What struggles did you face after being diagnosed with MS?
MS is a progressive neurological autoimmune disease that affects your brain and central nervous system. They call the type I have relapse remitting. A relapse is simply a flare of symptoms and new lesions in, and in my case, on the brain. Most of the time the relapse will subside and you will regain whatever function you lost, but never full. Two steps forward, one step back. It is also incurable. Since my first seizure, I’ve also been diagnosed bipolar as a byproduct of my MS. At the worst, I lost feeling in about 80% of my body. I woke up and couldn't feel anything. It was like someone shot me full of novocaine. At first, it was frightening, but it pushed me to be the exception and not the rule.
The diagnosis has changed the career path that I originally dreamt of. I am required to undergo a monthly chemotherapy infusion that isn’t available in many parts of the world, so I have to travel in limited time frames. Africa was no longer a possibility. But I’ve never been one to take “no” very well. In Physical Therapy and Occupational Therapy I worked to regain what I had lost. While in recovery, I remembered a pact that I made with other CCS volunteers back in Bagamoyo, where my journey started. I made a pact there, with myself, that if I could get it back, and get to remission (unlike other diseases, remission refers to a stable or dormant period of time rather than a cure), I was going back and following through. There it became my mission to overcome this mountain, get back into shape and climb Mount Kilimanjaro. Despite everything, I always maintained my goal-oriented vision and focused on trying to conquer my obstacles. The struggles I faced just pushed me further to conquer my own mountains, and help others.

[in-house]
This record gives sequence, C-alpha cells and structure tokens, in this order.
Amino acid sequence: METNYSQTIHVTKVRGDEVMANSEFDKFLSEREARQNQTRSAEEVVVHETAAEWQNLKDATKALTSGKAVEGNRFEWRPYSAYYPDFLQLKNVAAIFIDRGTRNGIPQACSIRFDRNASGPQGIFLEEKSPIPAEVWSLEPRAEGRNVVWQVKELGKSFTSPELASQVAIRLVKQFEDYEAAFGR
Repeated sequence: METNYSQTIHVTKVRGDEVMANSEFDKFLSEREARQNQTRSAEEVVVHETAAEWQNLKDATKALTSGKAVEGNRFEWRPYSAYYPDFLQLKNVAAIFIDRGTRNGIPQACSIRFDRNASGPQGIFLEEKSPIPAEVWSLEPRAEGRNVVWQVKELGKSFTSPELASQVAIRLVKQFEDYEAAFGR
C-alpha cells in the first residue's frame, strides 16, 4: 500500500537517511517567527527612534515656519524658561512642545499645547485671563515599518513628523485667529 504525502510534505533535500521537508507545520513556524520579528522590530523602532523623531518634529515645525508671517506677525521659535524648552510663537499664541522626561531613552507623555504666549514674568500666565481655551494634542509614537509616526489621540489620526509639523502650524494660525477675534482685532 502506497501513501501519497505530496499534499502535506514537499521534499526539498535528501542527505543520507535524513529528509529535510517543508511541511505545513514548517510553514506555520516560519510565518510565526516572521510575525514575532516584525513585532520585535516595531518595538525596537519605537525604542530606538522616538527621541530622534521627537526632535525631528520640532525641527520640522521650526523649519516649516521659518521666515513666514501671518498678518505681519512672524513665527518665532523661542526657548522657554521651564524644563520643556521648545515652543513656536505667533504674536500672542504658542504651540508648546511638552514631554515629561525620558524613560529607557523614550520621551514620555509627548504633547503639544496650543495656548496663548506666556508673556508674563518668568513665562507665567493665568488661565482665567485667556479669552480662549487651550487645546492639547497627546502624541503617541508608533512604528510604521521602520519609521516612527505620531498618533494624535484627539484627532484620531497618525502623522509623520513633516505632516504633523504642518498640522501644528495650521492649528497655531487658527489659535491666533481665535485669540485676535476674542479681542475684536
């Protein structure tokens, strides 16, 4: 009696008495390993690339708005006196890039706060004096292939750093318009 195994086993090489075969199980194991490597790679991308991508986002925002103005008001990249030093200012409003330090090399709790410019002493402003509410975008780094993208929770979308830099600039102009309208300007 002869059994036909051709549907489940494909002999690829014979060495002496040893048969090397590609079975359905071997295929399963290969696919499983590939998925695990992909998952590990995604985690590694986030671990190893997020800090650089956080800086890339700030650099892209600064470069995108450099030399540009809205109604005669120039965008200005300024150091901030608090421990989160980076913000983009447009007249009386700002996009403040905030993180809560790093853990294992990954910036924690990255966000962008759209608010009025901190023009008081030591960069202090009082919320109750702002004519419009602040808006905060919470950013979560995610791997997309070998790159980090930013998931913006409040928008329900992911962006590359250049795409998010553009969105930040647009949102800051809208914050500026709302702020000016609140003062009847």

Tell me about MS Versus the Mountain
On January 8th, 2018, my team of four friends and I will be returning to Tanzania to climb Mount Kilimanjaro as a celebration of remission and my accomplishments; that I have MS but MS does not have me. We are raising money with a goal of $50,000 to donate to the National MS Society. I have so many supportive people around me that I could not embark on this journey without. There are so many people who are diagnosed with MS that need assistance and as many resources as they can get. There was a point where I needed them too. That’s why we’re donating all funds raised to the National MS Society, and showing the world that you can overcome any obstacles that you face.
After the climb, I’ll even get to visit with some former CCS staffers who now live in Moshi and Arusha.
Do you have any last words of inspiration?
Don't be afraid to ask for help when you need it. Trust in your support groups and most importantly, yourself. Know that there are others that care about you and you have the ability overcome the mountains that you face in your life. Hazina Safari (“treasure the journey” in Kiswahilli).
“I climb because I can. I climb for all of those who can't. I climb for myself. I climb for a cure, not just for MS but for all Autoimmune Diseases.”
Jill will be embarking on her climb on January 8th, 2018. If you wish to support Jill and the MS Society, please visit https://msvsthemountain.com before February 1st, 2018 to find out more information and follow the journey on Twitter @hazinasafari